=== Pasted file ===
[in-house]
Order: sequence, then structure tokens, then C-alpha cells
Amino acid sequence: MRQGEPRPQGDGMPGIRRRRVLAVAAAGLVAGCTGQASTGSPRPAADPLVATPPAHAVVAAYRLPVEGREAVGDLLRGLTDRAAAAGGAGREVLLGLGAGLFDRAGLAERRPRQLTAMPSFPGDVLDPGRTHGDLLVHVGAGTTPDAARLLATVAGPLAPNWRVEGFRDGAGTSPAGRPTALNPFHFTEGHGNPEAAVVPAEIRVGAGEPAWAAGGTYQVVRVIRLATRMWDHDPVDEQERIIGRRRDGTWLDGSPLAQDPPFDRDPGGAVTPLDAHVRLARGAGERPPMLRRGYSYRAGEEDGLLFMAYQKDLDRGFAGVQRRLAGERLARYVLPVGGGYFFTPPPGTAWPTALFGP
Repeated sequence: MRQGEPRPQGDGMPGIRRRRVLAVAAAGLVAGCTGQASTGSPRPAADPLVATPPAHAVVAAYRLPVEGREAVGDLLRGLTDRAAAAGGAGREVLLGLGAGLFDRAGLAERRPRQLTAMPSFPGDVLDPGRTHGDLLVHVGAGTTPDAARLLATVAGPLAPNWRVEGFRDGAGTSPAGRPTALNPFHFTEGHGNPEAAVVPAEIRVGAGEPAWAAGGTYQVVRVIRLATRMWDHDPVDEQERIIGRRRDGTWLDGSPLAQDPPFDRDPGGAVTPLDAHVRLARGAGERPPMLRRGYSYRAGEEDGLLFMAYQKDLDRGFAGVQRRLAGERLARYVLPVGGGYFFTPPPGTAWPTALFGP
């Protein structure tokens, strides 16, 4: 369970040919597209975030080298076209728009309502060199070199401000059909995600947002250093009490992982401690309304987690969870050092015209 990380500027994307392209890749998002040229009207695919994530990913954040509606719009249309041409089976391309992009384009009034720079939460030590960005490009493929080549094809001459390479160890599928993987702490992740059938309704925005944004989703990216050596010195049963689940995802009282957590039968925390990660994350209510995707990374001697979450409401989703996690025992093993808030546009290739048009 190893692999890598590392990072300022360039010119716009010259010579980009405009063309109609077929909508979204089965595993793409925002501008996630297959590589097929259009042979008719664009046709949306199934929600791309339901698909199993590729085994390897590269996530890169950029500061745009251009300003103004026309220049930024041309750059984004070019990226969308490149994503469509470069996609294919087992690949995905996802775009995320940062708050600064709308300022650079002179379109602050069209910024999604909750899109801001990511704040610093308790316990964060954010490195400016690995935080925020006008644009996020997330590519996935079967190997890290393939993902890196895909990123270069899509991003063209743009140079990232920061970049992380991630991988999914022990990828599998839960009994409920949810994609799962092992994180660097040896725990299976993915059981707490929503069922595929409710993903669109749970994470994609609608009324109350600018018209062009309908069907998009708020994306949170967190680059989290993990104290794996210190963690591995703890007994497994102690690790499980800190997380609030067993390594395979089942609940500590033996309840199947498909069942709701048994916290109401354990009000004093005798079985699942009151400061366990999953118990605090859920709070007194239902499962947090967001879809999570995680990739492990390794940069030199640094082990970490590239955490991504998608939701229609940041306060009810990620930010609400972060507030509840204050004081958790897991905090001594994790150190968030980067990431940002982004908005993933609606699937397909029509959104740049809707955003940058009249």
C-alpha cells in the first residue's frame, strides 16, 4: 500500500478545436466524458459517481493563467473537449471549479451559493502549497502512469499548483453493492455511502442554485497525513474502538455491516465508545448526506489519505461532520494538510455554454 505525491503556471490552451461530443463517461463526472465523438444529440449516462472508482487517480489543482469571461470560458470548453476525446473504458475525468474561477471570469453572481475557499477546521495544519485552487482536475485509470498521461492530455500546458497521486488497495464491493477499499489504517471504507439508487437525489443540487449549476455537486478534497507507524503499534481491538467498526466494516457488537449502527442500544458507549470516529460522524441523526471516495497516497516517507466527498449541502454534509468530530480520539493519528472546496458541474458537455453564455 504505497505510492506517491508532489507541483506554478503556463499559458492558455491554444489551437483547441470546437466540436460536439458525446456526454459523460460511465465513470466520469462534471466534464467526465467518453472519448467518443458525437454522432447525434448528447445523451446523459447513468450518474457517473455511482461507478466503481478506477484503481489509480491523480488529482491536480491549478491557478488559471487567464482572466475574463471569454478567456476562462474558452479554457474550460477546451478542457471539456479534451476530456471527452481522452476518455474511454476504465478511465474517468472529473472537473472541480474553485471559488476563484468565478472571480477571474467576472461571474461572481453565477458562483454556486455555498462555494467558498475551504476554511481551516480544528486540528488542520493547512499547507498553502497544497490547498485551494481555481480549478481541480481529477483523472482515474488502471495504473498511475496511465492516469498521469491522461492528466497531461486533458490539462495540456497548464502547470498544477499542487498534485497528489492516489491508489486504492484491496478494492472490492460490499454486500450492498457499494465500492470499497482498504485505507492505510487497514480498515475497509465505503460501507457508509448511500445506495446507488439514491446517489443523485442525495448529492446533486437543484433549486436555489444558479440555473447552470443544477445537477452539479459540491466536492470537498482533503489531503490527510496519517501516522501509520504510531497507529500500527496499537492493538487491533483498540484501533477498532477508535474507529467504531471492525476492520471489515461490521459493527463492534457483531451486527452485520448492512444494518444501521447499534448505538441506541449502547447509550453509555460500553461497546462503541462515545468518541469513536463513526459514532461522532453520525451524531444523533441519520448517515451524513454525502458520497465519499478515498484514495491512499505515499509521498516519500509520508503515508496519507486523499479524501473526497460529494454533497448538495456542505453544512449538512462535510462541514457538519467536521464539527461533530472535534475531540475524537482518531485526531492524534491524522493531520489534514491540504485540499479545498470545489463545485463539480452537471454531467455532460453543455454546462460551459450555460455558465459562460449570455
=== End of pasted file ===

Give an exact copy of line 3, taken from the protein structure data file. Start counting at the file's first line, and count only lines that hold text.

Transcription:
Amino acid sequence: MRQGEPRPQGDGMPGIRRRRVLAVAAAGLVAGCTGQASTGSPRPAADPLVATPPAHAVVAAYRLPVEGREAVGDLLRGLTDRAAAAGGAGREVLLGLGAGLFDRAGLAERRPRQLTAMPSFPGDVLDPGRTHGDLLVHVGAGTTPDAARLLATVAGPLAPNWRVEGFRDGAGTSPAGRPTALNPFHFTEGHGNPEAAVVPAEIRVGAGEPAWAAGGTYQVVRVIRLATRMWDHDPVDEQERIIGRRRDGTWLDGSPLAQDPPFDRDPGGAVTPLDAHVRLARGAGERPPMLRRGYSYRAGEEDGLLFMAYQKDLDRGFAGVQRRLAGERLARYVLPVGGGYFFTPPPGTAWPTALFGP